Home' National Liquor News : NLN MAY 2016 Contents 24 | MAY 2016 NATIONAL LIQUOR NEWS
HOW HAS CRICKETERS ARMS BEEN
PERFORMING OF LATE?
Since the introduction of the Pale Ale last year the Cricketers Arms
brand has seen unprecedented growth, with Scorcher Summer Ale adding
to that towards the end of last year and there are no signs of slowing
down. We have plenty of exciting things in the pipeline to ensure we are
continually meeting the needs of the craft beer drinker.
HAS YOUR FOCUS BEEN PREDOMINANTLY
ON GROWING THE BRAND IN THE ON- OR
The focus has been on both as they both play really important roles for
the brand and it has been great that so many of our customers have seen
the potential in Cricketers Arms and really supported the brand.
HOW DID YOU GET INTO BREWING?
I was working in a chocolate factory and believe it or not you get sick
of the taste of chocolate. I was interested in beer as a university student
(particularly drinking it) and was lucky to secure a job as Courage
Breweries' first Australian employee as an assistant brewer back in 1967.
beer for six
CRICKETERS ARMS HAS CEMENTED A FIRM POSITION
AS ONE OF AUSTRALIA'S MOST LOVED CRAFT BEERS.
WE CHAT WITH THE MAN BEHIND THE BEER, MASTER
BREWER DERMOT O'DONNELL.
WHAT IS YOUR FAVOURITE STYLE TO BREW?
Over 90 per cent of the world's beer is lager so you need to know how to
make it. Nevertheless, I've worked in the UK making classic English ales
so they are part of my heritage -- Cricketer's Arms Scorcher is a cracker
for a refreshing and satisfying drink at a moderate alcohol level.
ARE THERE ANY INTERESTING HOPS OR
MALTS THAT YOU'VE BEEN USING?
Hops are the seasoning of beer and each variety, like different grape
varieties in wine, they can provide distinctively different varietal flavours.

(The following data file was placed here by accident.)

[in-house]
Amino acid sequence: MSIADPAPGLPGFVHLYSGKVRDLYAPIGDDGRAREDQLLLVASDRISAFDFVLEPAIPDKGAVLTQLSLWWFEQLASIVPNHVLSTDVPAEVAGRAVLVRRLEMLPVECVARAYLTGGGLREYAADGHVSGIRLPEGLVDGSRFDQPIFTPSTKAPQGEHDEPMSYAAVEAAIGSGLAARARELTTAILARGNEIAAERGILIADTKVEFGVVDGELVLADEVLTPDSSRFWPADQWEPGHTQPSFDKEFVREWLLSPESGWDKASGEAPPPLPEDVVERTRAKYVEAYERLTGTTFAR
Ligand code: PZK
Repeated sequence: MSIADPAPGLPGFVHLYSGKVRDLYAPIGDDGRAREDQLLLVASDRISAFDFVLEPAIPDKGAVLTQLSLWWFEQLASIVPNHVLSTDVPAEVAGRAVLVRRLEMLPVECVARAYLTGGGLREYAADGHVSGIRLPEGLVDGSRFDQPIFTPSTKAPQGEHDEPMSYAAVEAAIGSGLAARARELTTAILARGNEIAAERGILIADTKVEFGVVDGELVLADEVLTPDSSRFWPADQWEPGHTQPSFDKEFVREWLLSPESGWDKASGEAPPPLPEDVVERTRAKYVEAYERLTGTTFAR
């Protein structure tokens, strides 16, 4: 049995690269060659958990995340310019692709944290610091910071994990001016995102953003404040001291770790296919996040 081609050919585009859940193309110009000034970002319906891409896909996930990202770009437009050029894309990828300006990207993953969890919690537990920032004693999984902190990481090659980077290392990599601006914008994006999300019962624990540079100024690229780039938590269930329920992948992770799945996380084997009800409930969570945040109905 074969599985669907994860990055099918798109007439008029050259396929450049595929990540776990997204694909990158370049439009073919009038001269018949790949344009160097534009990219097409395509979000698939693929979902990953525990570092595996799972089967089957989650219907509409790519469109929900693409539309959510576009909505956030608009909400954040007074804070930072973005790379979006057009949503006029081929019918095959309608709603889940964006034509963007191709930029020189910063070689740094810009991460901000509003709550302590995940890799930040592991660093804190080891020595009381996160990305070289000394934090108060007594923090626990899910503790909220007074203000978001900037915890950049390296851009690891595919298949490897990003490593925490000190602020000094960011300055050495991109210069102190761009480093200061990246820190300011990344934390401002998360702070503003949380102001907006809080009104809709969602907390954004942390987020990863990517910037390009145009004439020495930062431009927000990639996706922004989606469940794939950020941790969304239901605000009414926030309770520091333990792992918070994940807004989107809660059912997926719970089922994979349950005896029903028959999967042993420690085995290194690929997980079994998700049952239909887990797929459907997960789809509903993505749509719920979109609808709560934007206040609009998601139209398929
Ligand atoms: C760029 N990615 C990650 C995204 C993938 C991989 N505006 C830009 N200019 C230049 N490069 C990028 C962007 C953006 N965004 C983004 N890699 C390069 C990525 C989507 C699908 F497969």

My favourites are the European 'noble' varieties such as Saaz which
are part of the character of good Euro pilsners. There are also subtle
citrusy hops from the USA like Amarillo, which we use as our signature
hop over the Cricketers Arms range. There are also some knockout new
Australian varieties like Galaxy that take no prisoners in flavour impact.
Good old Pride of Ringwood and her daughters are still the work horse
in providing bitterness in Australian beers.
We use speciality malts in all of our beers to provide an extra
dimension of flavour that craft drinkers expect -- drum roasted malt;
crystal malt; cara pils; Munich and Vienna are just a selection of the
WHAT IS THE MOST DIFFICULT STYLE
Brewing is an exacting craft requiring close attention to time,
temperature, pH and volumes. The most difficult brewing technique is
called parti-gyling where you can make a strong beer and a weaker beer
(sometimes called 'small' beer) from the same batch. Most brewers would
have no idea of how to do this.
There has been a resurrection of different hopping techniques, such as
dry hopping, over the last 10 years and this can be difficult to get right as
it is all very empirical relying entirely on the brewer's palate.
WHAT DO YOU THINK IS GOING TO BE
THE 'NEXT BIG THING' COMING FROM
Session IPAs are all the rage. Kolsch is becoming trendy and the Americans
who are at the forefront of craft brewing are raving about wood matured
'Sours'. These will be always be fringe plays, however, and the great
challenge in brewing is to make classic ales and lagers which have the
perfect balance of drinkability and intriguingly different flavours.
ARE THERE ANY EXCITING NEW BREWS
COMING UP FROM CRICKETERS ARMS?
We have a dark ale coming out for the winter and we are brewing a
special edition for the Great Australian Beer Spectapular (GABS).
As one of the leading craft beer festivals, GABS is an important event
for Cricketers Arms. We are proud to have come on board with them as
a major partner for Melbourne and Sydney and we are looking forward
to giving people the chance to sample all our beers on tap, including the
dark ale and the specially brewed festival beer. Myself and Paul Scott,
who founded Cricketers Arms, will be there throughout the festival to
have a chat with the visitors to the bar.
WHAT HAS BEEN BEHIND THE GROWTH
OF CRAFT BEER AND HOW BIG CAN IT GET
It's all part of a worldwide trend of drinking less and drinking better. I'm
sure "I don't want to drink dad's beer" is part of the Gen X/Y mindset
and the increasing quality and diversity of craft beer is driving demand.
Craft beer is about five per cent of beer consumed in Australia. In the
US it's 20 per cent. No doubt there is a backlash of stronger proportions
in the US as compared to Australia because of the very bland US
mainstream beers but no one knows where it will really end.
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